One of central Alabama's biggest church scandals is over tonight (Aug 2, 2006).
Lawyers for the DayStar Assembly of God have settled a lawsuit with two of its former members.
Don and Becky Whittington gave the church $50,000 to invest in an illegal securities scam that ensnared dozens of people.
The same scam eventually killed off the church and forced the bank to reposess its six million dollar sanctuary.
Becky Whittington is speaking out for the first time tonight.
"You don't grieve for something you don't love. Grief is the price you pay for when you do love something and it's been painful," she said.
You would think Whittington would call the settlement a victory. Instead, she's reflecting on the price she and her family paid.
"It's been totally frustrating and totally draining when you've been forced to endure something for such a long time," she said.
The Whittingtons were among the biggest buyers into the scam mastermind Steve Cooper unleashed on what was one of the fastest growing churches in Autauga County.
The church caught Cooper speaking on video in 2001.
"We're looking at a facility that will seat between 10 and 15 thousand people. It will have all the special effects and lighting we'd need. It'll have an Olympic sized swimming pool. Right on the top of it, five or six stories high, we're going to have a full time restaurant," he said.
Both Becky and her husband Don are preachers' kids. Their pastor never questioned their devotion to the church - even gave them plaques praising them.
"My husband was up there puttin' in thousands of hours building the church," said Whittington.
Which is why they handed over 50 thousand dollars so easily. Then, the scheme unraveled. They filed a lawsuit against other church leaders, including pastor Gary Dopson.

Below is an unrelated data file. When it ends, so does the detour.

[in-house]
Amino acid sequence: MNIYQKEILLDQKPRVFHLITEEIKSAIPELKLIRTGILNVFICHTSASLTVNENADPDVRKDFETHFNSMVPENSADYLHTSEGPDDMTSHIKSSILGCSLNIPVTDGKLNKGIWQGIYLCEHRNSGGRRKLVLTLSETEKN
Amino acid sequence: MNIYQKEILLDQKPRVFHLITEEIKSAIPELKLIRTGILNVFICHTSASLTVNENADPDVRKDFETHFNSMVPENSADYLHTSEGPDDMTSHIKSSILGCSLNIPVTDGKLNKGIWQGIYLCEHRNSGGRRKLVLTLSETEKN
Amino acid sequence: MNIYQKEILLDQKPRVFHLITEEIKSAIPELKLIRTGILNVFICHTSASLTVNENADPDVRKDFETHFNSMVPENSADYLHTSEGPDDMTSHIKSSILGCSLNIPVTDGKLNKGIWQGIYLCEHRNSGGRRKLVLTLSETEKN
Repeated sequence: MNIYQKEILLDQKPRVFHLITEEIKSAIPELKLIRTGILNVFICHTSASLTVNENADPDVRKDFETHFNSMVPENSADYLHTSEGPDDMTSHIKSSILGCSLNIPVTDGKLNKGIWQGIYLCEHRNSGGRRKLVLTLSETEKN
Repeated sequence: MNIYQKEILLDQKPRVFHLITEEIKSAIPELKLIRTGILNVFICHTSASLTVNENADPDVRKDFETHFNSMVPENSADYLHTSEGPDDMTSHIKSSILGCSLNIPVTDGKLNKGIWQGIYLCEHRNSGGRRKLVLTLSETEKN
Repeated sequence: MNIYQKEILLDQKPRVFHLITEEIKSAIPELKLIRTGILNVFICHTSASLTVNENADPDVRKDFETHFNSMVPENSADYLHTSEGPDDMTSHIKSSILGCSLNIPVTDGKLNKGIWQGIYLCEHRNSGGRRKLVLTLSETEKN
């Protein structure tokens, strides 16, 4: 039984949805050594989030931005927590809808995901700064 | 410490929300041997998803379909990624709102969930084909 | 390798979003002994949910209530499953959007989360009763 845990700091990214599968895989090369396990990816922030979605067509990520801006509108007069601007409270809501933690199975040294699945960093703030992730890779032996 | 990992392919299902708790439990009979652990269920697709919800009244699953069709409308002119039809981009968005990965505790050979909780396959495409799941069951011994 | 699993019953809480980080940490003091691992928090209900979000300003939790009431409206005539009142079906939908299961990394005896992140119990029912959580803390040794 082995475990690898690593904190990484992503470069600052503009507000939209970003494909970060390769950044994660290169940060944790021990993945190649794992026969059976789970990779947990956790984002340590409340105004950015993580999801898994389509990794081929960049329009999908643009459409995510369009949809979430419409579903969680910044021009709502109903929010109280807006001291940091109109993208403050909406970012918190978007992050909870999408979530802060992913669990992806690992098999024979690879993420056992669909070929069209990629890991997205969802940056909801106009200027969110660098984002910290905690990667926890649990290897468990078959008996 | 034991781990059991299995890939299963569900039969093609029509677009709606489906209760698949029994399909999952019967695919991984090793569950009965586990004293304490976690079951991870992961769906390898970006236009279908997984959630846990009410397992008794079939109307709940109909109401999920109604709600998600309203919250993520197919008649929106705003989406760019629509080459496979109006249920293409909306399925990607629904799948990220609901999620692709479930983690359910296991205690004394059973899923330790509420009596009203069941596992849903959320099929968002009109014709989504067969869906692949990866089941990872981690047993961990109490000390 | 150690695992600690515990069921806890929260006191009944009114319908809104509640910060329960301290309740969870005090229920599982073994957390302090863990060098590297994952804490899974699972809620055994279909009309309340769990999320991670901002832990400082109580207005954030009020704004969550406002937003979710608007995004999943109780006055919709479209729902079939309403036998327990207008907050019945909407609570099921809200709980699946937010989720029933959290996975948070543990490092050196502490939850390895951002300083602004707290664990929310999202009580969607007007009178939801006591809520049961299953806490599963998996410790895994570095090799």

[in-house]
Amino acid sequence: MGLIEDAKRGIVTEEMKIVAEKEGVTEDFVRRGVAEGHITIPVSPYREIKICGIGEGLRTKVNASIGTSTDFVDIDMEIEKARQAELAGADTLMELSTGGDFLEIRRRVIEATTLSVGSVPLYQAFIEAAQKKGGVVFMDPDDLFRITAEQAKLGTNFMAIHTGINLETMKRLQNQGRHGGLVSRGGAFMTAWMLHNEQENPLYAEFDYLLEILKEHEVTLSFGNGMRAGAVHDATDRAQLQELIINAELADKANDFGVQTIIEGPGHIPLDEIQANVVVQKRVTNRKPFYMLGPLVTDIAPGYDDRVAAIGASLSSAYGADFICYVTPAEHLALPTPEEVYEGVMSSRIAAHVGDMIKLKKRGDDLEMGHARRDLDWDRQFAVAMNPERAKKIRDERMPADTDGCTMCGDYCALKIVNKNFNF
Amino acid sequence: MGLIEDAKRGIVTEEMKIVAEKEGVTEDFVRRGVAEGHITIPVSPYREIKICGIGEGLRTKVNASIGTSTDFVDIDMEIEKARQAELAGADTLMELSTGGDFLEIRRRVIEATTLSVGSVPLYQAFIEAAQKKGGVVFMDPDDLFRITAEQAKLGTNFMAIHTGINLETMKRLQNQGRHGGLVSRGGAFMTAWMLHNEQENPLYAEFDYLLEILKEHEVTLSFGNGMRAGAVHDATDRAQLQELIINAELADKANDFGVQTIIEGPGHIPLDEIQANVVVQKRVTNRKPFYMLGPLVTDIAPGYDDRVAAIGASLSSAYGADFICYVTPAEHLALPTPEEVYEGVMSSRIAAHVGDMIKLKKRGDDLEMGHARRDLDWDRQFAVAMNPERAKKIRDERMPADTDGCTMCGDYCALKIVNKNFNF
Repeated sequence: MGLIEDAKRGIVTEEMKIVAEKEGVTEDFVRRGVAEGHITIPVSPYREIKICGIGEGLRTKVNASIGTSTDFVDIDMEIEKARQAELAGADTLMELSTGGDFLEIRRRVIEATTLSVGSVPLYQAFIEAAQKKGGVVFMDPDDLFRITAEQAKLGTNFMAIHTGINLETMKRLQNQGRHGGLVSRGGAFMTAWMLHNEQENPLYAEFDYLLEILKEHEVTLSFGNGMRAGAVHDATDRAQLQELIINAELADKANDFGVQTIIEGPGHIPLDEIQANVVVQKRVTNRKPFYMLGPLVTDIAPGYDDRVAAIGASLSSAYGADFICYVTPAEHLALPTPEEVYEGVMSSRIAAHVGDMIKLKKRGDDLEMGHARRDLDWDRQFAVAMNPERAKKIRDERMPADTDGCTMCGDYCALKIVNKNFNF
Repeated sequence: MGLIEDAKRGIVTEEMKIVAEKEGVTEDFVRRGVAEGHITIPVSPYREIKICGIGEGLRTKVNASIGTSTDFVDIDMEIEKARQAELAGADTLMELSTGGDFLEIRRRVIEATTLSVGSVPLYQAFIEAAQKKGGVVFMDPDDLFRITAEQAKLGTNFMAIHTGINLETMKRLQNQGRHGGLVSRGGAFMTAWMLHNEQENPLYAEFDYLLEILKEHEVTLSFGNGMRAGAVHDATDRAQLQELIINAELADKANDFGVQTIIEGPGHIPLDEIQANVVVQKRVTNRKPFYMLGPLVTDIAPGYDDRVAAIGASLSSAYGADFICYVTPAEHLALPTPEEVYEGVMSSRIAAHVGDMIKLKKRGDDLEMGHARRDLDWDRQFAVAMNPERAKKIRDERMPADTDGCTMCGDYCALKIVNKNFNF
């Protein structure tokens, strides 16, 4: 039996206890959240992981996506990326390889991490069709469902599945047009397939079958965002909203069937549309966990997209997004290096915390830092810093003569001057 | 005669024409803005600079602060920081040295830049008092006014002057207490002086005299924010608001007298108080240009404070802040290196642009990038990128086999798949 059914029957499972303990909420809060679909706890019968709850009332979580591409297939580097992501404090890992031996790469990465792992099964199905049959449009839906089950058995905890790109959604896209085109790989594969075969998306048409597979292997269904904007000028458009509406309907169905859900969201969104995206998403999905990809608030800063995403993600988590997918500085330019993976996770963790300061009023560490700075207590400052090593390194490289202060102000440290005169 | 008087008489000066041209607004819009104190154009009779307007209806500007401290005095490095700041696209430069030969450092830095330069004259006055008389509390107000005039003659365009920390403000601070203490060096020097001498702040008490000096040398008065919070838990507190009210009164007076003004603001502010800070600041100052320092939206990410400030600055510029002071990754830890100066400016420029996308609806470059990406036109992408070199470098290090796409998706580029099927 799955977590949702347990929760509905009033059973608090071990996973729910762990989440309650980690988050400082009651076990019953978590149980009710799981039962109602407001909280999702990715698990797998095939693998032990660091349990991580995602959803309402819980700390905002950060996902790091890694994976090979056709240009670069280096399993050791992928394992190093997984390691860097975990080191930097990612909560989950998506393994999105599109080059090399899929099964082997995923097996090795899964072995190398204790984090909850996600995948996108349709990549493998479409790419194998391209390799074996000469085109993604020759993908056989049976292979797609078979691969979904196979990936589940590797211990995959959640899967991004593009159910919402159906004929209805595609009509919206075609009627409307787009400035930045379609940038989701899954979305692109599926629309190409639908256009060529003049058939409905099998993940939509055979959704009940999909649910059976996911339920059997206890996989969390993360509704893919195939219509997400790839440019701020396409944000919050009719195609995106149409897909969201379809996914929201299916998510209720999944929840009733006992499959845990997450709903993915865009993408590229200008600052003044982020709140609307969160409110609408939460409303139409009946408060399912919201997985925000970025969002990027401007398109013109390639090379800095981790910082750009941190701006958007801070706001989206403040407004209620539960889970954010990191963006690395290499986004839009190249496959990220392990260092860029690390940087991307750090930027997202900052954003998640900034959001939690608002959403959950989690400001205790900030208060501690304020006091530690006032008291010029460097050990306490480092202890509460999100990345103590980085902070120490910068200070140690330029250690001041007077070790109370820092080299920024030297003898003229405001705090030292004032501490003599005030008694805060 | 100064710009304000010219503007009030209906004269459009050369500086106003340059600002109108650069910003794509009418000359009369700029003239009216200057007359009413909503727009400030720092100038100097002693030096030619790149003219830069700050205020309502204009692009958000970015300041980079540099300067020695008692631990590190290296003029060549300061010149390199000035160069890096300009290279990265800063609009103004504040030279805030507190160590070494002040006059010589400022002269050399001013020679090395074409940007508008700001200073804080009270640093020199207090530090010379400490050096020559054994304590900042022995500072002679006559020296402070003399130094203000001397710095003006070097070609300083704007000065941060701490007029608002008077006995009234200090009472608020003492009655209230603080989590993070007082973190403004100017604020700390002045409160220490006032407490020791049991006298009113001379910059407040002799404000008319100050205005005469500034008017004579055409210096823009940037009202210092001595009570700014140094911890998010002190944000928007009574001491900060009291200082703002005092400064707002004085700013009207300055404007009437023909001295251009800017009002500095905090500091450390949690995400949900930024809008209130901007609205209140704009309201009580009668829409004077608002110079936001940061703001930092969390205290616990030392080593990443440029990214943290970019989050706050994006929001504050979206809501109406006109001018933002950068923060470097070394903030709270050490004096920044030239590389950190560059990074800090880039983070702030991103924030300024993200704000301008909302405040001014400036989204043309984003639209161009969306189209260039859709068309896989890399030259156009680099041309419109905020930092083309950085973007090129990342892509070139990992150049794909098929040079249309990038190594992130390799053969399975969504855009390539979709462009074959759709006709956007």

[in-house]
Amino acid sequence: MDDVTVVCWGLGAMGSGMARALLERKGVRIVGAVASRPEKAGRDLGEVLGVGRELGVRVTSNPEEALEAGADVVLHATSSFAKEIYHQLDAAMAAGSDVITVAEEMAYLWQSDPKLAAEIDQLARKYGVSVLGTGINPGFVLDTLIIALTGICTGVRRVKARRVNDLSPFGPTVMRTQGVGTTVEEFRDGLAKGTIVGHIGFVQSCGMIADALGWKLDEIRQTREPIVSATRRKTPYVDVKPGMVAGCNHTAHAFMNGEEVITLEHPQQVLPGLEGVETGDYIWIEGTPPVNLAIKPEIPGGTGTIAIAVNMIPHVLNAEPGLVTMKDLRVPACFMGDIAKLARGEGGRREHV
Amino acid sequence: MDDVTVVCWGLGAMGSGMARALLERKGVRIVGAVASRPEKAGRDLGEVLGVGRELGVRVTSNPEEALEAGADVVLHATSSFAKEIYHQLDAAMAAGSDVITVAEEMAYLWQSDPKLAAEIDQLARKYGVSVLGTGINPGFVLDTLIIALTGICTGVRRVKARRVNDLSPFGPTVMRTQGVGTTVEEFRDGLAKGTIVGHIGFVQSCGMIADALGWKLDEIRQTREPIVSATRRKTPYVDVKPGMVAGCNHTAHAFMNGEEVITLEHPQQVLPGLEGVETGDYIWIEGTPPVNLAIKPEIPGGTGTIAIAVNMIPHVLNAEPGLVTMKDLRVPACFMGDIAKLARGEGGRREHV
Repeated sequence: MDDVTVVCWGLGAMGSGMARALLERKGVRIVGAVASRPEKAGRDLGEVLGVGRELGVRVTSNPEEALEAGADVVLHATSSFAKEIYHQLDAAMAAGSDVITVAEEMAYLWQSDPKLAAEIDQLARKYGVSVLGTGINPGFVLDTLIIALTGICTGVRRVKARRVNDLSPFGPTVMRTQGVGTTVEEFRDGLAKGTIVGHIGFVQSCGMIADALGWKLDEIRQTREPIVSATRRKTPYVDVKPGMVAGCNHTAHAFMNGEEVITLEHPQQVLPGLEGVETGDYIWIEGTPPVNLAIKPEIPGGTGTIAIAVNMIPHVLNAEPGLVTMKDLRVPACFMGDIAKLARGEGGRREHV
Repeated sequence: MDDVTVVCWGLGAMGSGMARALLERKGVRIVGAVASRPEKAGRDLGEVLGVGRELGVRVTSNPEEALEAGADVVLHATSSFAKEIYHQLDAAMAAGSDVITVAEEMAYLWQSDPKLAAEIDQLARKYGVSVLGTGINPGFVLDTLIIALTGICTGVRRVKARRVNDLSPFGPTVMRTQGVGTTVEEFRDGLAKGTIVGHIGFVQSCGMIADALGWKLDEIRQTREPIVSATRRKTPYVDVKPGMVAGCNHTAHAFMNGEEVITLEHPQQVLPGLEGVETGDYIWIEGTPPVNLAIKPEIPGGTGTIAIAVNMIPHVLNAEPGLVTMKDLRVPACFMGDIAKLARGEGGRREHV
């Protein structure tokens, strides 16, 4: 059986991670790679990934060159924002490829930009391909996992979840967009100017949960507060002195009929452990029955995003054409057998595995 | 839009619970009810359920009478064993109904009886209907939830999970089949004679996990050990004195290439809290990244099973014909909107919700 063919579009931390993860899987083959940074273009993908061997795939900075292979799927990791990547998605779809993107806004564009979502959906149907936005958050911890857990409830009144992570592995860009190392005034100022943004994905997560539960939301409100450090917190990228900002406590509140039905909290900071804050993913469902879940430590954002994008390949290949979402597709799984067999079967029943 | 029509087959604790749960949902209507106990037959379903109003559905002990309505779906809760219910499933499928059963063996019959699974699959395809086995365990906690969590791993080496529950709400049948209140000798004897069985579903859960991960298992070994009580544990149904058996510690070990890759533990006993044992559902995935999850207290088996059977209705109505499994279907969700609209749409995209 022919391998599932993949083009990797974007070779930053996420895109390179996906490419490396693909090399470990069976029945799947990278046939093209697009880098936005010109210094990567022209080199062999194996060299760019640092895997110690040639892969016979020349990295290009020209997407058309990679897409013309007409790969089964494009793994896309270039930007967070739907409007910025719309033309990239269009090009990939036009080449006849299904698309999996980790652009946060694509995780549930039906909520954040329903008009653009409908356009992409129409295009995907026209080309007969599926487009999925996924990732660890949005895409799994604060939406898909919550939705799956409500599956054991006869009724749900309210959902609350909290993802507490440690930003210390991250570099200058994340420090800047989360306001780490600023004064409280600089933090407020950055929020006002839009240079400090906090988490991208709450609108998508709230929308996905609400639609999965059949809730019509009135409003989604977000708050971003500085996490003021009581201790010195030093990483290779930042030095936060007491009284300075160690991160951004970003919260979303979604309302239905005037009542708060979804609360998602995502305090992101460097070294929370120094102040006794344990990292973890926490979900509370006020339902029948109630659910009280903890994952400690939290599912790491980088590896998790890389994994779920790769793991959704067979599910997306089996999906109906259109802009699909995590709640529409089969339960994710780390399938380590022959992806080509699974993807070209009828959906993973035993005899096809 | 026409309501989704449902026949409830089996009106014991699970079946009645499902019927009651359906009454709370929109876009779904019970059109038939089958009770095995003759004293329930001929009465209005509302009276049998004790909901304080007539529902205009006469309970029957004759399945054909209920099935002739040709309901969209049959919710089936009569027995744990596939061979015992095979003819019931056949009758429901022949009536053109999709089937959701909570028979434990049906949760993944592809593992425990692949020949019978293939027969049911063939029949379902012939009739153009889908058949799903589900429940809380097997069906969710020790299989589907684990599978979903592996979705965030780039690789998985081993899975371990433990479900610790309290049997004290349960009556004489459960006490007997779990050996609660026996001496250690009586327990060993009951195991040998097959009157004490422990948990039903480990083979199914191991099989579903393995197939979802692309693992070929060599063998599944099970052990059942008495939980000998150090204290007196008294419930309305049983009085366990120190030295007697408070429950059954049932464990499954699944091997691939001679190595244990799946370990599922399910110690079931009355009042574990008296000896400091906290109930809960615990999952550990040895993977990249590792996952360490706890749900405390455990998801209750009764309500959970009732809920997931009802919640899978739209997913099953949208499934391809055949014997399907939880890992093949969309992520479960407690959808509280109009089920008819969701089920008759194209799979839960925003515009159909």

"They didn't do their homework and then basically caused injury to a whole lot of people," she said.
Then they began enduring all kinds of abuse.
We got death threat letters in the mail, saying that for us to get ready to meet our maker after we hired an attorney." she said.
Wednesday, a redemption of sorts. The church settled with the Whittingtons. But Becky says even now, she can't leave it behind.
"I hope this will be the healing and the closure I've needed because I've basically grieved myself sick," she tearfully said.The settlement agreement prohibits the Whittingtons from disclosing how much they settled the case for, but you can be sure it's far more than the $50,000 they invested.
Alabama court records show they already won $200,000 from real estate broker Elaine Turner - one of the leaders of the scam.
The Whittingtons have already collected about 60% of their initial $50,000 investment already from restitution the state ordered during the DayStar criminal case.
For the record, we asked pastor Gary Dopson's attorney for his side of the story today. He never returned our calls.
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